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PRAESA RECEIVES ALMA AWARD 2015

 

PRAESA accepts the Astrid Lindgren Memorial Award
at the Stockholm Concert Hall

It was an emotional moment when, this past Monday, June 1st, the Astrid Lindgren Memorial Award (ALMA) was presented to PRAESA of South Africa by Swedish Minister for Culture and Democracy Alice Bah Kuhnke. PRAESA (Project for the Study of Alternative Education in South Africa), is the first laureate ever from the African continent.

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Malusi Ntoyapi, Ntombizanele Mahobe and Carole Bloch from PRAESA. Skeppsholmen May 25, 2015 [Source:Astrid Lindgren Memorial Award]

PRAESA, an organization working to promote reading and literature for children and young people in South Africa since 1992, is based in Cape Town. It was founded by the political activist Neville Alexander who was imprisoned on Robben Island during South African apartheid era as a fellow- prisoner of Nelson Mandela. The organization emerged from Neville Alexander’s struggle against the apartheid education, intending to document alternatives that had been tried out that could inform the new education process.

At the Stockholm Concert Hall PRAESA was represented by Director Carole Bloch, Training Coordinator Ntombizanele Mahobe and Programmes Support Officer Malusi Ntoyapi. In her speech, Carole Bloch emphasized how stories actually can change children’s and young people’s lives:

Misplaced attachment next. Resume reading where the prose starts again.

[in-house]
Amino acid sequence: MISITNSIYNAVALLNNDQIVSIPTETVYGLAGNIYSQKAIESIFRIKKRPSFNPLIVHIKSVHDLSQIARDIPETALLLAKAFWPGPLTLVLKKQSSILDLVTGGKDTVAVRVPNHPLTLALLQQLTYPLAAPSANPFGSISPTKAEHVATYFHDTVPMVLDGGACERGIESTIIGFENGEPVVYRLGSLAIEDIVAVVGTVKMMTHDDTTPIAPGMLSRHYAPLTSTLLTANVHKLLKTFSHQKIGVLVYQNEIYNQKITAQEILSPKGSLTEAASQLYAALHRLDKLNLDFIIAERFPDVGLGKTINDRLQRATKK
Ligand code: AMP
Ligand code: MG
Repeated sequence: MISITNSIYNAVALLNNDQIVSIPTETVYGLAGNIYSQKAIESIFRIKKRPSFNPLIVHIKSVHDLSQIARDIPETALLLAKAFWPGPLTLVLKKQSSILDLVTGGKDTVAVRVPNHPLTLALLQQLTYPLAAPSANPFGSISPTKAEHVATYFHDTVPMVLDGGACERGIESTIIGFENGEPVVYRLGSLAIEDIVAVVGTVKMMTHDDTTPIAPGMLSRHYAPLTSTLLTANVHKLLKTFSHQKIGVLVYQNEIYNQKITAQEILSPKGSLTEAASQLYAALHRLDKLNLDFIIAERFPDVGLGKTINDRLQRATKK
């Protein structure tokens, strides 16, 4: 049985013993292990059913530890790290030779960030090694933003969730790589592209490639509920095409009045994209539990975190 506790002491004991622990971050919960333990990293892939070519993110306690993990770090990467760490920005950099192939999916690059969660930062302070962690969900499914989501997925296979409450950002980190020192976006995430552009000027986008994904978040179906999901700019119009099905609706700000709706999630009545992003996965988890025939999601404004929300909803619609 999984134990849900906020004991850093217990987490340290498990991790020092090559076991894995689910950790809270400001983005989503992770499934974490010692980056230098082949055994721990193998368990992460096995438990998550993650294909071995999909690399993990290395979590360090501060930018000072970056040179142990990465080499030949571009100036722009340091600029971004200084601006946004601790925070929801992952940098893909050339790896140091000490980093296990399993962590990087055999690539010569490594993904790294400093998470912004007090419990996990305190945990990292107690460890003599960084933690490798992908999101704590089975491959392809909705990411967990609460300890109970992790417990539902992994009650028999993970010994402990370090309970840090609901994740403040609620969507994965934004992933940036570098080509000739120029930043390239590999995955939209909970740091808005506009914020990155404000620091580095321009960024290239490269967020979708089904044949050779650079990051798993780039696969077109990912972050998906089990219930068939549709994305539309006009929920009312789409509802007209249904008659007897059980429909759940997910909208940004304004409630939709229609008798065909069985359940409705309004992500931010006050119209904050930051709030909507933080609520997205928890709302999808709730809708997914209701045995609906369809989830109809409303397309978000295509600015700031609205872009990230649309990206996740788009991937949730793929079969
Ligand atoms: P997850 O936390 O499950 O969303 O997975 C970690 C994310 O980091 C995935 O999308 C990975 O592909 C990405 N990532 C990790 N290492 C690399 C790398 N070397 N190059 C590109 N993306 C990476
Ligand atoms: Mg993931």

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Carole Bloch, Director at PRAESA. Skeppsholmen May 25, 2015 [Source:Astrid Lindgren Memorial Award]

“We believe that the stories we tell, write and read can change lives. Sharing stories inspire us all to struggle against becoming overwhelmed by the challenges we meet each day in our fractured and profoundly unequal society. This is also the impetus behind the Nal’ibali reading-for-enjoyment campaign PRAESA runs.”

The Minister for Culture and Democracy, Alice Bah Kuhnke, underlined the importance of culture for democracy:

“For me as a minister of both culture and democracy it is very encouraging to see PRAESA’s successful work using culture to strengthen democracy. A wide range of culture, arts and literature that reaches both adults and children is a prerequisite for democratic development and for preserving democracy.”

Artist Kristina Amparo performed her own songs during the evening, and Swedish rap artist Petter performed his own text Fäller en tår. The program also included a street dance performance inspired by the South African Kwaito music style. Host for the evening was Ingemar Fasth, Head of Literature and Libraries at Kulturhuset Stadsteatern.

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PRAESA

The Astrid Lindgren Memorial Award (ALMA) is the world’s largest prize for children’s and young adult literature. The award, which amounts to SEK 5,000,000 (or U.S. $602,177.50), is awarded annually to a single recipient or to several. Authors, illustrators, oral storytellers and those active in reading promotion may be rewarded. The award is designed to promote interest in children’s and young adult literature, and in children’s rights, globally. An expert jury selects the winners from candidates nominated by institutions and organizations worldwide. The Astrid Lindgren Memorial Award is administered by the Swedish Arts Council. Last year’s winner was Barbro Lindgren.